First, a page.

Parents and children can expect further changes in the coming school year. State and local authorities continue to navigate the options in consideration of public health and state and local guidelines. We find ourselves in uncharted territory with the realities of an ever-changing pandemic. It is important to focus on helping your family adjust to new routines.
School systems across the country prepare for the new school year. Some students will return to full-time classroom learning. Others will participate in a hybrid model with in-class and virtual learning and some will continue with full-time virtual learning.
Help children to adapt
Everyone is affected by the COVID-19 pandemic. Children are no exception. Although the prospect of returning to school is exciting, children could also experience a wide range of emotions. This could include anxiety and fear of the coronavirus or stress about changes in their normal routine such as social distancing or wearing masks at school.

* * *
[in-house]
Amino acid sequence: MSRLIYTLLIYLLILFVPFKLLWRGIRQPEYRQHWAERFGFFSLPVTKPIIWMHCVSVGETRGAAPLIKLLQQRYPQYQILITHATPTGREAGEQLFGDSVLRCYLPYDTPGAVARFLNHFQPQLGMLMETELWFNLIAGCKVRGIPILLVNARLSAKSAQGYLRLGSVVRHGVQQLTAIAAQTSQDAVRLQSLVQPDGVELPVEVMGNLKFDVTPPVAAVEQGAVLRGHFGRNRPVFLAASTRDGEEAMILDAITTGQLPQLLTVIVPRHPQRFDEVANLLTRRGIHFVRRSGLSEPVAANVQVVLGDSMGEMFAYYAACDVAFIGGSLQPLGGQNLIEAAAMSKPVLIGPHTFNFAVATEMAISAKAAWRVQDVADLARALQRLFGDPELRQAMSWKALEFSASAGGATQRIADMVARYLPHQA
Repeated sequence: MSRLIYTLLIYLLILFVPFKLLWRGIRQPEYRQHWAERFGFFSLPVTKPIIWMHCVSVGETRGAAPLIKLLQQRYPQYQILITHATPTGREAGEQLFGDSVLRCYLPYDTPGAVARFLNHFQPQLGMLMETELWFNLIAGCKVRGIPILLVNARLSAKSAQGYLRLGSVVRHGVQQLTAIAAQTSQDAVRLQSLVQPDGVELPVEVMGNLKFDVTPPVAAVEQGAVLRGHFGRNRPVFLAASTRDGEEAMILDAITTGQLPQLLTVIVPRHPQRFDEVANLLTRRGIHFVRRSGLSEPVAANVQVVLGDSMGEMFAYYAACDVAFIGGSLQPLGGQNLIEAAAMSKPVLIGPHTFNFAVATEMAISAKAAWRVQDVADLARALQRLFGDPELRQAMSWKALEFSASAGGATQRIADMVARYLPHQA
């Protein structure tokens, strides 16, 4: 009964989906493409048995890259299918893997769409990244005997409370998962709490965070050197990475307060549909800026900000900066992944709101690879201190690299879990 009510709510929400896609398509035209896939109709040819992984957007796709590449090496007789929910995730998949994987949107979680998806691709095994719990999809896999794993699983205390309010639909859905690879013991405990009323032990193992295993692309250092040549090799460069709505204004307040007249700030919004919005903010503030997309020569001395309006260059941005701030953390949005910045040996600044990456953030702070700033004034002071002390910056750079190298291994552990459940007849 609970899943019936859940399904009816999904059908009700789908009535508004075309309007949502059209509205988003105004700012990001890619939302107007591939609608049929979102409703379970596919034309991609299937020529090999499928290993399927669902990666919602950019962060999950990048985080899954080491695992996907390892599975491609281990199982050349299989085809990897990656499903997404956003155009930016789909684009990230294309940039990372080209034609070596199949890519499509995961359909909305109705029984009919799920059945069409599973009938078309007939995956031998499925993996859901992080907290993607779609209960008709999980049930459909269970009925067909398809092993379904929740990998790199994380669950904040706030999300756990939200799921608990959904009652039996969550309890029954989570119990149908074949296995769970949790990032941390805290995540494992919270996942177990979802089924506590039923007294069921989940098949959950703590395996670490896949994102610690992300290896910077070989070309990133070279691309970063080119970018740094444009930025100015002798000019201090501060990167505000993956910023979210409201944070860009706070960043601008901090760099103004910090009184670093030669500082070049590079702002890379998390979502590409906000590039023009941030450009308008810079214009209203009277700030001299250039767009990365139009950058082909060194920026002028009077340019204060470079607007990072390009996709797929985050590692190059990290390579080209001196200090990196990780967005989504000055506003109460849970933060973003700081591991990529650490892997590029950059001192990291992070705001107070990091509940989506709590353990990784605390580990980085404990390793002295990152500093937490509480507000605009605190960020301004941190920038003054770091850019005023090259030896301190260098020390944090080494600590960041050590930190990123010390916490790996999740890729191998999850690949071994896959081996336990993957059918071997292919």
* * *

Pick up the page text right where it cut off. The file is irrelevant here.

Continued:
- Reassure your child that their feelings are normal, they are not alone and many people are working to protect them.
- Help your child look for the positive in the situation. They will be able to see their friends and teachers again when they return to the classroom or at least interact with them.
- Encourage your child to continue to practice regular hand-washing and find new, socially distant ways to greet their friends.
- Ask them how they are doing. Their emotions can change quickly and you can show them this is fine.
Children often take emotional cues from important adults in their lives, so it is important that you control your own emotions, stay calm and talk to them in a friendly way.
Take care of your own mental health
It is just as important for parents to rest and exercise sufficiently, eat a healthy diet and have a consistent daily routine as it is for their children. Here are a few tips to help you with this:
- Recognize what you can and cannot control and how you spend your time.
- Avoid overeating or using alcohol or other stress relieving drugs. Try meditation, yoga or other relaxation techniques, go for a walk outside or call a friend for support.
- Practice gratitude and confidence for the future. Helping others can also improve your prospects.
Remember that kindness to yourself and others is a positive example for your children.
Call your program to speak with a Magellan representative for information on parenting, coping with stress, staying organized and more. If your program includes Work-Life, visit the Home screen and click on the Work-Life program tile for more information.